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"This, my feathered friends, is Bangladesh. Quack!"

If Bangladesh drowns…

Why aren't we bothered about global warming? In about 11 years, if certain experts are to be believed, Bangladesh will be sitting pretty, under-water and devoid of a history unlike that of Atlantis, thus no one will be looking for our lost civilization. And the new generation of ours, which will become refugees will also not have any idea about our lost civilization, because face it, our history books don't teach us that. No, our history books focus on wars by Alexander and talks extensively about the likes of people who invented cotton-gin and stuff. Like, that's ever going to be important. None of the jobs I know depends on correctly naming the inventor of the toilet-seat.

Could you possibly complain anymore?
So alas and sorrow spread, no one will be able to say a word about Bangladesh. Not the good stuff anyway. See, Bangalees are probably not the proudest bunch of people. One thing we can do is form committees and complain. Mostly about each other. Its not joy when every bad trait is associated with being a bangalee. Maybe most of us deserve to be restricted to lives under-water away from civilization. That would help preserve memories of a brave and proud Bangladesh. Now if we live, all we will do is tell our kids how bangalees would spit, eat stinky fish, steal, leave right after eating, cause riots for no-reason yada yada. So, yes under-water is a pretty damn good option.

Global Warming Warning
Has it ever occurred to anyone that maybe Global Warming is a conspiracy to drown us? Of course not, because that is the least likely option ever. There is no point drowning us when most of us are more than happy to be pushed around and walked over. I had a neighbour who helped me fight another neighbourhood boy, but he didn't spend the rest of his life making sure I never make it out of my misery. See, some neighbours do that. They help you out of the fire and then proceed to drown you. The reason escapes me really. But have a heart and fight back.

The Last Plan
The glorious tale of Bangladesh may actually be tarnished by us being alive and going abroad. Can we live as refugees? Those that can't live in their own homes, pretty damn sure aren't going to make great guests. So, should we let ourselves become burdens? Take the global warming issue seriously. Bangladesh is only 10m above sea-level and surrounded by coastal areas. So, if the scenario is such that the water level rises a tiny 1m than almost 17% of our land will go underwater. Given that Global Warming goes on unabated, Bangladesh will soon be fully underwater and nothing can prevent it afterwards. Noah's Ark may have carried a pair of all the animals in the world, but how does one plan to make a boat to carry 142 million strong, homo sapiens? Dwelling in a childish fantasy, let us consider that making this ship is possible. Do you think we can co-exist together during the duration of the journey? Of course we can't because we will all be busy picking on Noakhailas, Barishaila's, Dhakaiya's and all sorts of la's and ya's. So what do we do now?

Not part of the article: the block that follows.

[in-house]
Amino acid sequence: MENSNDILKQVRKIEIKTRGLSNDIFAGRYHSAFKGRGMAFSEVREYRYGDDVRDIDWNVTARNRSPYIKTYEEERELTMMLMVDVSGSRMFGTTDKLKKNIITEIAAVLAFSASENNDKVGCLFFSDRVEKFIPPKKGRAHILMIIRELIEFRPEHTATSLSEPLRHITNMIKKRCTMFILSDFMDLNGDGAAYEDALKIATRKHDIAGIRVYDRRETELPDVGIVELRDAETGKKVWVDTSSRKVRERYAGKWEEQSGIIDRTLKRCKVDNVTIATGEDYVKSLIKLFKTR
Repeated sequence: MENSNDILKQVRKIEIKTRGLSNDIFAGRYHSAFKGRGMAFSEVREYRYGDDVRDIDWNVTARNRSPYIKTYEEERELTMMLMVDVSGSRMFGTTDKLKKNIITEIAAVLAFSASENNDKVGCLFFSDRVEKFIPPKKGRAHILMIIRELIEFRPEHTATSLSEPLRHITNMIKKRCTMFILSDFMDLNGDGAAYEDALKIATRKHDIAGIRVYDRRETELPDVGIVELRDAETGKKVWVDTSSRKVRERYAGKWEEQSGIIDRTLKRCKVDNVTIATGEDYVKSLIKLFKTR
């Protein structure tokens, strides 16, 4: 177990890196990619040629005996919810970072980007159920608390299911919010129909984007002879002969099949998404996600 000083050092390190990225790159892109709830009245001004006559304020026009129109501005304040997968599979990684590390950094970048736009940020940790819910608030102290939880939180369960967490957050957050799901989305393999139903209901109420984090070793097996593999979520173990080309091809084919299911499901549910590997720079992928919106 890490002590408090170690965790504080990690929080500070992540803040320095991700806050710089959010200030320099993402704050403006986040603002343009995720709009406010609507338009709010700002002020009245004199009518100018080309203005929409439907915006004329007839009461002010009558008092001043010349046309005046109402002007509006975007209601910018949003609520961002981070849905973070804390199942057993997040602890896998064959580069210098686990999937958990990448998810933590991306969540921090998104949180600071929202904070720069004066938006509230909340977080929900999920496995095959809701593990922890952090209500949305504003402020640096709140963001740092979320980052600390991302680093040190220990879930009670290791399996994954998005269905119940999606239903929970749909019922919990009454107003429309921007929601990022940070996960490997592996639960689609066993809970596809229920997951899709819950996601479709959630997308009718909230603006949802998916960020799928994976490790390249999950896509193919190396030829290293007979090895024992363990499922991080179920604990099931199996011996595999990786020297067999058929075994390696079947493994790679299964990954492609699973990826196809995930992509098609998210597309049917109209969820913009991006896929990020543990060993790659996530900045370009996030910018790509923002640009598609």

The government is looking for a solution but let us make our voices louder. If we speak, let us speak to be heard and not be muted. If we whisper, let us whisper to usher in a new revolution. If we think, let us think to conquer our problems and if we dare complain let us complain to pin-point solutions. Our forefathers gave their lives to keep this country and language from disappearing and we must follow their footsteps, armed with knowledge and observation instead of machetes and bamboo sticks. It's always good to laugh at ourselves, but maybe we have taken it a bit too far.

Lastly, as a precaution for what tomorrow may hold, let us prepare for the worst by learning to co-exist, respecting ourselves and our culture and by always staying loyal and true to the red and green, as it has stayed loyal to us. Global Warming or not, it is time we care. Bangladeshis everywhere, Bangladesh was our dream, let us not let our dream drown.

By Osama Rahman